Inside Pulse 12

Review: Bladestorm: Nightmare (Sony Playstation 4)

Bladestorm: Nightmare
Genre: Strategy/Action
Developer: Omega Force
Publisher: Tecmo Koei
Release Date: 3/17/15

Back in 2007, Koei released the original Bladestorm, titled, “The Hundred Years’ War”. An interesting, albeit futile, attempt at combining the massive scale of their traditional Musou formula with the popular RTS genre. The game was received with tepid reviews and a general lack of interest even among Koei’s biggest fans (for the life of me I couldn’t finish it, and I personally live and breathe Musou anything.) I for one was surprised to see them give the franchise another go with “Nightmare,” especially keeping the same Musou meets RTS formula in tack again this time around. If anything, I would have expected to see the European ascetic of The Hundred Years’ war resurface as a more typical Dynasty Warriors experience if anything at all, which I concluded the original game would have been better for after playing it for many hours and never finding a click with the gameplay. Being optimistic however with one of my favorite publishers and developers, I was excited to give Nightmare a go, in hopes that maybe Omega Force found a way to make the quirky gameplay combination work this time around, and hopefully make the overall experience click in a way that makes it enjoyable. Unfortunately, for the most part, such was not the case…

Bladestorm: Nightmare offers 2 separate gameplay scenarios. “The Hundred Years War”, which for all intents and purposes, is a retooling of 2007’s game with slightly enhanced visuals and a few modest gameplay enhancements. The first, as one could guess, is set against the backdrop of Europe’s Hundred Years’ War. A series of conflicts waging from 1337 to 1453 between France and England. Your character is a custom created mercenary that holds loyalty to neither side, but fights merely for coin and fame. As you complete random battle scenarios, important story battles will available which will introduce key historical characters such as the Prince of England, and Joan of Arc, and progress to overall plot. It comes across as a generally effective narrative, and does a fine job as a history listen in the same vein as any given Dynasty Warriors game does.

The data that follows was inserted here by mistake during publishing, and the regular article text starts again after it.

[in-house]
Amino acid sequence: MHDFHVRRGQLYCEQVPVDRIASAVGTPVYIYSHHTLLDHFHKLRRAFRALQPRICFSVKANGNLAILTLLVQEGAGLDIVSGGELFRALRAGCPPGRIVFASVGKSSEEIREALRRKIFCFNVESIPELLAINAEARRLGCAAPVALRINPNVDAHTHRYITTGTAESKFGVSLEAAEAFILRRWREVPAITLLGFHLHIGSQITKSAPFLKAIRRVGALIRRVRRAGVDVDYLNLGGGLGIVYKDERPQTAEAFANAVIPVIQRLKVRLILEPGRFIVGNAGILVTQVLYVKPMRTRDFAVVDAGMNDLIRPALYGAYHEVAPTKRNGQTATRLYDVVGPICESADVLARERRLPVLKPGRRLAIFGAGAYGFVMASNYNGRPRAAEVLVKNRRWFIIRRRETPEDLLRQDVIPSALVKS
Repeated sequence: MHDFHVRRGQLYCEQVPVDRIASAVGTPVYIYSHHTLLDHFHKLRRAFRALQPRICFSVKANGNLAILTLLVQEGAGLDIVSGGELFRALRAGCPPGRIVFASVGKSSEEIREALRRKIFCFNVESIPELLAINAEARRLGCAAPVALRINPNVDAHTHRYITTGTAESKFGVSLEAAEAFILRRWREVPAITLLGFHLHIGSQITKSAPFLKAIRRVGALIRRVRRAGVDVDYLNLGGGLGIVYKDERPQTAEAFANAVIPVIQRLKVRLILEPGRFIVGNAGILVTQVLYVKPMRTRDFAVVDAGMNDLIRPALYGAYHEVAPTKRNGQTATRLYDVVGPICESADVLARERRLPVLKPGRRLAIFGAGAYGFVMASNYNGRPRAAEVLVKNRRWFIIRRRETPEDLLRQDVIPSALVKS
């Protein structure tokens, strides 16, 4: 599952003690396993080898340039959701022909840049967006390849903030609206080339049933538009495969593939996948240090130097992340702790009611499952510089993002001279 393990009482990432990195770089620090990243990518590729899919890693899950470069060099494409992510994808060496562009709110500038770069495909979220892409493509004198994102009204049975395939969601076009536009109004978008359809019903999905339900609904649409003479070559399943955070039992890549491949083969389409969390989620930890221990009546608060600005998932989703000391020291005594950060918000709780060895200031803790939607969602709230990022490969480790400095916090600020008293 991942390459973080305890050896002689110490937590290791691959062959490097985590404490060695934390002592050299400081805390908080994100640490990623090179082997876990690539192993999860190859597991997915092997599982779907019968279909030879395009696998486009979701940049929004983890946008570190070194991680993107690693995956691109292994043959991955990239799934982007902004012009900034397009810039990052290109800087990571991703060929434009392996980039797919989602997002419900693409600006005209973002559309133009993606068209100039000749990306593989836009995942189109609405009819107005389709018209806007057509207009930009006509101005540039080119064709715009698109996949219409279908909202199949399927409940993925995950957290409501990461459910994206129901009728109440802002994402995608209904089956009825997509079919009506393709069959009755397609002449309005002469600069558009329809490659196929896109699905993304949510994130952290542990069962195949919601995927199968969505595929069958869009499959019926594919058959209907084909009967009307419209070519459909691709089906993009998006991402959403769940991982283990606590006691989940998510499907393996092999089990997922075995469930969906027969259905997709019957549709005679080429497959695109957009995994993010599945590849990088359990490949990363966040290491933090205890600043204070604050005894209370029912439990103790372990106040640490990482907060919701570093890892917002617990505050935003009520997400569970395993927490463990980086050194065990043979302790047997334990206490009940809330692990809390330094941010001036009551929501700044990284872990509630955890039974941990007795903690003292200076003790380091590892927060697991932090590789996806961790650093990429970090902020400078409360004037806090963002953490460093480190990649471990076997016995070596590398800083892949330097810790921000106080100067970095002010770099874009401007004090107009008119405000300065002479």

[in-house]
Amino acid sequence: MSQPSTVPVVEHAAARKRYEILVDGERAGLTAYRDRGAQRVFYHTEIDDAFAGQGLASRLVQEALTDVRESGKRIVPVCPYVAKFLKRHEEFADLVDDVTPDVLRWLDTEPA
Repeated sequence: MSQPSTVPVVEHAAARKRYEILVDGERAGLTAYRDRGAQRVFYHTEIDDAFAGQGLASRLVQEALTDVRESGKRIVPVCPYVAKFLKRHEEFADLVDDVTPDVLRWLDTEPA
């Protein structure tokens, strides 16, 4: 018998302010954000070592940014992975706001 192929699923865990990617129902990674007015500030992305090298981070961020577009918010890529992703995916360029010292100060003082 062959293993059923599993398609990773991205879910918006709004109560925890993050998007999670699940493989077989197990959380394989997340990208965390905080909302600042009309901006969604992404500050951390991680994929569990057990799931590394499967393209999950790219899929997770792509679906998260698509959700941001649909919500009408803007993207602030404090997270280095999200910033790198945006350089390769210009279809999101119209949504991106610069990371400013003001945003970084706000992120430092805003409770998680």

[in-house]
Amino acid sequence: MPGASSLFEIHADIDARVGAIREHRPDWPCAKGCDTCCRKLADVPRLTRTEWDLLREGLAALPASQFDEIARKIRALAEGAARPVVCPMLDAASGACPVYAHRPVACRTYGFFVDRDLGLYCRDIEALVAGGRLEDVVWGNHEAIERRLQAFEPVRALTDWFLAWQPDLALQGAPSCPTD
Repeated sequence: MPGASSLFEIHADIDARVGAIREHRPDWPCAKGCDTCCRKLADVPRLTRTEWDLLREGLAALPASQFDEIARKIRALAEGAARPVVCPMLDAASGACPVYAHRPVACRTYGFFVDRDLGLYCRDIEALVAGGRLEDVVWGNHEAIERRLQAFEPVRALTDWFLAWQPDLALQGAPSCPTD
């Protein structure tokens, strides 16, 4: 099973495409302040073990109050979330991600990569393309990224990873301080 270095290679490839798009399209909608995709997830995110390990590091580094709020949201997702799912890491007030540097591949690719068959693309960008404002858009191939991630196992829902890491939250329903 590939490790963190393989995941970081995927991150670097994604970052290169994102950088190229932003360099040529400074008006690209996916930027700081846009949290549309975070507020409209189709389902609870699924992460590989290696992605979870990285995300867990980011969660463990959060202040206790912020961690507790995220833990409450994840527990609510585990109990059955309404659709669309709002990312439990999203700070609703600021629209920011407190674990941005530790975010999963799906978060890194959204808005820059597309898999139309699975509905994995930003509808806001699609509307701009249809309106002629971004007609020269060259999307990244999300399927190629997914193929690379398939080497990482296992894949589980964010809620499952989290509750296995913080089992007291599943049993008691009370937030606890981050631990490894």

As previously mentioned, Bladestorm attempts to combine the massive scale battles of a Musou game with the squad based gameplay of a real time strategy game. At any time, your mercenary can take control of various unit types on the field, of which there are a good variety available. Once under your command, holding down the R1 button will ready the squad for combat and have them attack any enemy units within the vicinity. You can also use the face buttons to issue the squad to execute a myriad of special attacks to gain the upper hand in a battle. These attacks have various cooldowns associated with them. Commanding squads and attacking enemy units is a game of rock, paper, scissors essentially, as some units are effective against some but weak against another, this requires you to constantly move back and forth between allied bases, swapping squads, sometimes three or four times just to take out a single enemy base, which is ultimately to goal of any given battle. This is a tedious excursion unless you’re commanding units on horseback which move at a brisker pace. The easier alternative, which negates the gameplay system entirely is to power up one type of squad as much as possible until they are powerful enough the literally mow through any kind of squad they might come across. Yes this is sadly a sound strategy, and once that is easily doable. This brings us to the wealth of customization options available in Bladestorm: Nightmare, which again, much like the squad types, there are quite a lot of.